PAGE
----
How to Identify Rufus Porter Miniature Portraits
Porter miniatures are painted in profile and full frontal views, profiles being more common.
Shown on the right is miniature profile portrait of an unidentified sitter in the Rufus Porter Museum Collection
which demonstrates many of the hallmarks of Porter’s hand.
Ear: Gray interior of ear that forms a ‘C’; heart shape form of the lower interior back of the ear.
Eyes: Eyelashes are straight out from lid and mid tone in color; eyeball on profile is football
shaped and the pupil is a straight slash down not a dot; eye iris is outlined on full faced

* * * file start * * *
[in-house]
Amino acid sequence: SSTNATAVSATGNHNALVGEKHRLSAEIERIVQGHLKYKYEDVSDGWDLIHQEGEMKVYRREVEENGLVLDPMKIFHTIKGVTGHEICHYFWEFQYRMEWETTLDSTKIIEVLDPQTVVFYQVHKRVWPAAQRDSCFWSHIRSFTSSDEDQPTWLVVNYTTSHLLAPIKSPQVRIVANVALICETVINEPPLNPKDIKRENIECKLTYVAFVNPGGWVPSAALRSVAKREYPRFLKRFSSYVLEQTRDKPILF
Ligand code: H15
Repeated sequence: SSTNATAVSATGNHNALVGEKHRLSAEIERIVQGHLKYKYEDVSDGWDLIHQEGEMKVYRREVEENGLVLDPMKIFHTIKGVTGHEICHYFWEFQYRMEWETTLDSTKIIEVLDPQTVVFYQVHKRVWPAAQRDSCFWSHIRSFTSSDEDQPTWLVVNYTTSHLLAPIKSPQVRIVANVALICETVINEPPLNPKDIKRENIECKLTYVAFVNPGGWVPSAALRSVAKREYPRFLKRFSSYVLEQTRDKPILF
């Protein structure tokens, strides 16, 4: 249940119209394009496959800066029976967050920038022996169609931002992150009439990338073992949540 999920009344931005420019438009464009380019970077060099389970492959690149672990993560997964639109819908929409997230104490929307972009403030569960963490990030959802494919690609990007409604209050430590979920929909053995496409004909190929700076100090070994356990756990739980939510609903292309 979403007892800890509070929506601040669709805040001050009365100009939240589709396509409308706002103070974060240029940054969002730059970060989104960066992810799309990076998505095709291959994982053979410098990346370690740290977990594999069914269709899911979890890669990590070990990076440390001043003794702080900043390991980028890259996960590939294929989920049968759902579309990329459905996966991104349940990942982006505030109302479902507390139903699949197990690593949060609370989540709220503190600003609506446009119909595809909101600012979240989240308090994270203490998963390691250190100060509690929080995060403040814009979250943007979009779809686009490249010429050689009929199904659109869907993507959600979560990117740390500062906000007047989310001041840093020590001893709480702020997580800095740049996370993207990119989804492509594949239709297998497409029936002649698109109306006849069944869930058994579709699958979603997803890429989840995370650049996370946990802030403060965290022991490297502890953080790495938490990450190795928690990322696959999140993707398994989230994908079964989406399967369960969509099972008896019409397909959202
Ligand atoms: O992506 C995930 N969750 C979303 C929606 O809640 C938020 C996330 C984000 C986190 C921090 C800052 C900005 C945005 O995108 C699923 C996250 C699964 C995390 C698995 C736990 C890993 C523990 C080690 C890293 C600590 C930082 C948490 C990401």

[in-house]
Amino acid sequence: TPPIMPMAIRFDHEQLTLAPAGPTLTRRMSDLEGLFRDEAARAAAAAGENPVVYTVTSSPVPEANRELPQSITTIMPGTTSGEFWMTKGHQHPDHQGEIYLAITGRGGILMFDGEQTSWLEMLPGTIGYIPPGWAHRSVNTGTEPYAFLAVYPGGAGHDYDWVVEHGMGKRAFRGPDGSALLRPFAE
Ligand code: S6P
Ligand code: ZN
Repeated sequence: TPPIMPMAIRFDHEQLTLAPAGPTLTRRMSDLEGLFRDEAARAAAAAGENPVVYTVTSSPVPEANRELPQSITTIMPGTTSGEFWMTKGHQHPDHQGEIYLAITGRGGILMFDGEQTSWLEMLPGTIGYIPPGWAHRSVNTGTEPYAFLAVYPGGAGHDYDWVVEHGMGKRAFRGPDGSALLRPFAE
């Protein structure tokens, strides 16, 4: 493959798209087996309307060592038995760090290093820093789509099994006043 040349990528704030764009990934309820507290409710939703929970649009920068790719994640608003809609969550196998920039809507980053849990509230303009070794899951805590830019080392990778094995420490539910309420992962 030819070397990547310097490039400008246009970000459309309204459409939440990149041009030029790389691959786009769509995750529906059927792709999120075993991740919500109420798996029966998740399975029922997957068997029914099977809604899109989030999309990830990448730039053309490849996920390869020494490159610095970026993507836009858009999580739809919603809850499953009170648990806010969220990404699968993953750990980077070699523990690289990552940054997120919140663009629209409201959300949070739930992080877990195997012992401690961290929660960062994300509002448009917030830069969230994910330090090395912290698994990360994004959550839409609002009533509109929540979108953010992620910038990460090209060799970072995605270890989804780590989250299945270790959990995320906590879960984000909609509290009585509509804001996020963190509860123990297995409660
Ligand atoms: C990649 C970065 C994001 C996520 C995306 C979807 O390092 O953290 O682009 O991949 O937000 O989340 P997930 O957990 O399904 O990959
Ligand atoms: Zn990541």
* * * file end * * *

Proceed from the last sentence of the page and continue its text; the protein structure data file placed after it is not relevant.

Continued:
miniatures and pupil is more rounded.
Lips: Brown red line delineating lip separation.
Skin: Flesh is painted in — the paper will discolor but the paint only becomes more visible
as the paper deteriorates, depending on how much flesh tone pigment was used. Women were
generally paler and the men ruddier in complexion. In later portraits Porter used graphite
shading to show neck, chin, and ear shadowing in addition to watercolor.
Hair: Hairstyles of sitters was in the fashion of the French nobility — female sitters were often
painted to include add-on corkscrew curls and tortoiseshell combs and the men often had close cut
forward combed hair styles and Porter would show whiskers, neck hair and sideburns.
Porter kept the focus on the sitter’s faces by downplaying clothing details like vests and ascots,
ruffles and pleats, focusing attention on the sitter’s face.
For further reading:
Porter miniature portraits.